Canon Europe: The History of L-series Lenses

There’s no denying that Canon’s L-grade lenses are a dominant force in the photography industry. Just scan the sidelines of any major sports event and you’ll see Canon’s trademark white-toned L-series lenses documenting every play.
For a look back at the history of L-series lenses, Canon Europe has a special site which documents several L-series acheivements in design and manufacturing, many of them world’s firsts.
Here are a few of the lenses and achievements highlighted on the site.
1982: FD 14mm f/2.8L – Ultra wide-angle generated by original design tool
Ultra wide-angle lenses require complex designs and sophisticated manufacturing techniques. The FD 14mm f/2.8L was developed using an in-house design tool with an aspheric lens element to eliminate distortion, and produce the widest rectilinear prime lens in the FD range.
1989: EF 50mm f/1.0L USM – Standard lens boasting the world’s largest aperture
Fast prime lenses are not a modern invention! In 1989, this lens offered the world’s widest aperture for a 35mm single lens reflex camera. It was achieved using a sophisticated optical design that included two ground aspherical lenses and four high-refractive index glass lenses to produce high contrast and low lens flare even wide open at f/1.0. A floating lens construction was used to ensure image quality even at short focus distances, and the USM (UltraSonic Motor) autofocus motor offered high-speed, silent autofocus with full-time manual override.
1993: EF 35-350mm f/3.5-5.6L USM – World’s first 10x zoom
This was the first 10x zoom lens for an interchangeable lens SLR and proved a powerful and versatile lens for sports photography, where speed and manoeuvrability are paramount. Designed with a six-group configuration, this lens used the fifth group for zooming, and achieved both a high zoom ratio and a compact design. Two UD (Ultra-low Dispersion) lenses provided good correction of chromatic aberration, high resolution and high contrast, and it came with an easily adjusted tripod foot.
1997: EF 300mm f/4L IS USM – First L lens with image stabiliser
Handheld telephoto photography is always a risky business for sports and wildlife photographers because of the potential for camera shake, but when Canon introduced its IS (Image Stabilisation) system for the first time on a professional lens, it offered effective shake compensation of two stops. This made handheld photography possible in situations where a tripod might otherwise have been needed, and offered photographers much more mobility. The IS unit offered two modes: Mode 1 for stationary subjects and Mode 2 for panning/tracking shots. Chromatic aberration was suppressed with two UD lenses and the lens was developed for high resolution and contrast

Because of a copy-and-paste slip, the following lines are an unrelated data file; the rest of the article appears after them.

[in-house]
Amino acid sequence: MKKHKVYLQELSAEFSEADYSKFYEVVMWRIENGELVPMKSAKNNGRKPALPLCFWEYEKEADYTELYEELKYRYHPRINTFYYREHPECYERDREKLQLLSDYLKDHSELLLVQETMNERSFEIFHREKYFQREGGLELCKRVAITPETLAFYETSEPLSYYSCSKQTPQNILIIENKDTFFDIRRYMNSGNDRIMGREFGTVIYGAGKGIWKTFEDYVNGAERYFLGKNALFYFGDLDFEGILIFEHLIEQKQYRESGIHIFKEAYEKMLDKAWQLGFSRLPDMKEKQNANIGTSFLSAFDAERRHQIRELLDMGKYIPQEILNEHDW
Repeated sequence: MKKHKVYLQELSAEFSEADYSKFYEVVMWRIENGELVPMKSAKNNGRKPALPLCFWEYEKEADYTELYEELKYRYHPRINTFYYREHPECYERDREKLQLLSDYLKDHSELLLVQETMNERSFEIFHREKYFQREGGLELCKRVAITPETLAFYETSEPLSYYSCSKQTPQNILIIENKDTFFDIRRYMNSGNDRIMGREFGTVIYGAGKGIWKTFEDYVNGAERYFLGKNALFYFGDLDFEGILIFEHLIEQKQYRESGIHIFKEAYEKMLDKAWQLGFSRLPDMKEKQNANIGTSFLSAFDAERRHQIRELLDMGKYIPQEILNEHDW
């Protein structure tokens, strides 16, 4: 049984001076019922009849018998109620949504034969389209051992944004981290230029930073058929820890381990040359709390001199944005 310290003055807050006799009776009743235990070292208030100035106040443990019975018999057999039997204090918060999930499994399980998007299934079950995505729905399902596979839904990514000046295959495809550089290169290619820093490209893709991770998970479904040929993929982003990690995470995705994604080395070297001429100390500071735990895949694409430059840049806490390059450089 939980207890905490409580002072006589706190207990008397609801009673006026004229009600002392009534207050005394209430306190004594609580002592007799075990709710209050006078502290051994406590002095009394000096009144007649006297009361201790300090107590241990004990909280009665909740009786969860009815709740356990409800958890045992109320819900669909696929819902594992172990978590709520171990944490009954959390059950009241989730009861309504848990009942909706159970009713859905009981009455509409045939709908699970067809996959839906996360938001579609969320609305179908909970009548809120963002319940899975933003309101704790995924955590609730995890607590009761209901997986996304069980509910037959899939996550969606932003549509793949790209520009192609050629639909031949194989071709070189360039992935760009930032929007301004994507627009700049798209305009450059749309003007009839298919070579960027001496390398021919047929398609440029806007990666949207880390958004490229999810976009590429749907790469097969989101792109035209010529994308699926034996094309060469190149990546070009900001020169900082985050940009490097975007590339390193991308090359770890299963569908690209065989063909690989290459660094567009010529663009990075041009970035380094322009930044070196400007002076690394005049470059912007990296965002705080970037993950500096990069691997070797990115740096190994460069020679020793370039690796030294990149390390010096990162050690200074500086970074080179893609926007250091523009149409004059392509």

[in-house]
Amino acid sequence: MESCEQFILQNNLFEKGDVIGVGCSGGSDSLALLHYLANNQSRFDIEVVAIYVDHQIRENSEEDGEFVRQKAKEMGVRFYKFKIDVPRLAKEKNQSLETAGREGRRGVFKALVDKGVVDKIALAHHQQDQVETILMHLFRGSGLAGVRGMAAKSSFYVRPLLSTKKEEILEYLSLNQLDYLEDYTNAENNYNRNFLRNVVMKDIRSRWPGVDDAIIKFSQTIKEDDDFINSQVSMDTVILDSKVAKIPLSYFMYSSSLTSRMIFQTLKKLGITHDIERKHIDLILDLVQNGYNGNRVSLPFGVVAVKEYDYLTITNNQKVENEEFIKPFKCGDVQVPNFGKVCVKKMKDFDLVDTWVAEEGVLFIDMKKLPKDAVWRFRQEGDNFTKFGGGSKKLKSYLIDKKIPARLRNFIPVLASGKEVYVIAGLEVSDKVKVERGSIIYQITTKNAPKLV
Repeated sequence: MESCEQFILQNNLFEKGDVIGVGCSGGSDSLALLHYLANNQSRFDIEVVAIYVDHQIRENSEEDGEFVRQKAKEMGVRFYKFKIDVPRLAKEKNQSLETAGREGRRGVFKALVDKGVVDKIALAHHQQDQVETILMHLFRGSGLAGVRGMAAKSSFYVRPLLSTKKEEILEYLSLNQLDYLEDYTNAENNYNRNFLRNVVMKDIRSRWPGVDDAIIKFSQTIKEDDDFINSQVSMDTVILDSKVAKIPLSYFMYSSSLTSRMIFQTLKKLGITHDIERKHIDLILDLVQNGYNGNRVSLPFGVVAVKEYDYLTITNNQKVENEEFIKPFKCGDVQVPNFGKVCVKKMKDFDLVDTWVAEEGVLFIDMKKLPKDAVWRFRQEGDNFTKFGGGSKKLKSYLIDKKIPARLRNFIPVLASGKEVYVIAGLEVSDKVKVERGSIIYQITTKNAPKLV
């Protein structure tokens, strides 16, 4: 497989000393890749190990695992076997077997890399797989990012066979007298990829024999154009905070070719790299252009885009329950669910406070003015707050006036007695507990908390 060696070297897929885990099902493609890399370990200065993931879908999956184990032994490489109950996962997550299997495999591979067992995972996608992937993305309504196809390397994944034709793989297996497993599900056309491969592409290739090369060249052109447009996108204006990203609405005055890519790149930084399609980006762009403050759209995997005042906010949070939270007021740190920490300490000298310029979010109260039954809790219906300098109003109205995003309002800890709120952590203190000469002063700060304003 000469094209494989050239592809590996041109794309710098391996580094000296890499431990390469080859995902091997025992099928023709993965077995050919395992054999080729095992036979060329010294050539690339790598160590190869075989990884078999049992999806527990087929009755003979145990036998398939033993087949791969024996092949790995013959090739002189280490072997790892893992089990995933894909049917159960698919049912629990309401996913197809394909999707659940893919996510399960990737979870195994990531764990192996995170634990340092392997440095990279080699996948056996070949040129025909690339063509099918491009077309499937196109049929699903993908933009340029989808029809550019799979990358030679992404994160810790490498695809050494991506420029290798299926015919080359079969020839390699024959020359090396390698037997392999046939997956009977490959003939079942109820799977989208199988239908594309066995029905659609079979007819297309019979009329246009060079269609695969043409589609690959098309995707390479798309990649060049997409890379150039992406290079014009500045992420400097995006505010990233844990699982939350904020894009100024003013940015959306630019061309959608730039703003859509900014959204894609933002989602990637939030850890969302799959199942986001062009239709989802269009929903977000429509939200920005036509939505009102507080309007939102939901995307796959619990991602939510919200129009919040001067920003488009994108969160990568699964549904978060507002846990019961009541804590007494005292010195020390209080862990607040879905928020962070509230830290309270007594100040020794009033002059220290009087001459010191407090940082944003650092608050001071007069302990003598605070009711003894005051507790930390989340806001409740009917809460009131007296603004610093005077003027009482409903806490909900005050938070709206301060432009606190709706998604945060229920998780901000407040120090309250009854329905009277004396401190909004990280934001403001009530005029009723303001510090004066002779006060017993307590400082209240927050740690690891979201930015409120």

2009: EF 100mm f/2.8L Macro IS USM – World’s first Hybrid IS
Macro photography poses special problems for image stabilisation systems because it introduces a second type of potential camera movement parallel to the camera position. The solution was the EF 100mm f/2.8L Macro IS, and the first use of a new Hybrid IS system, designed to compensate for this ‘shift’ blur. In addition to a regular angular shake sensor, this lens introduced an additional acceleration sensor for movement parallel to the image plane. Data generated by the two sensors was used to drive the optical correction unit using specially-developed algorithms, and brought improved shake correction for macro photography.
2013: EF 200-400mm f/4L IS USM Extender 1.4x – First super-telephoto lens with a built-in extender
Teleconverters, – often known as ‘extenders’ – are widely used by sports and wildlife photographers to extend the reach of telephoto lenses. The gain in focal length is offset by a loss in maximum aperture, so they work best with a lens that has a wide maximum aperture to start with. The EF 200-400mm f/4L is the first super-telephoto to take this to its logical extreme and have a 1.4x converter built in. This extends its focal range to 280-560mm with a maximum aperture of f/5.6. Not only that, it can also be used with a regular EF 1.4x III extender to produce a further reach advantage up to 780mm, with an aperture of f/8 – still within the autofocus limits of cameras like the EOS-1D X II.
2015: EF 11-24mm f/4L USM – World’s widest angle ultra-wide zoom
One of Canon’s most spectacular ultra wide-angle lenses, the EF 11-24mm f/4L USM boasts the widest angle of view of any rectilinear (non-fisheye) lens, including primes. It makes use of some of Canon’s key imaging and manufacturing technologies – including a ground aspherical lens, UD and super-UD lenses for chromatic aberration suppression, and both SWC and ASC anti-reflection lens coatings.
Check out The History of Canon’s L-series Lenses at Canon Europe for more information, or find out more about Canon’s current lineup here.

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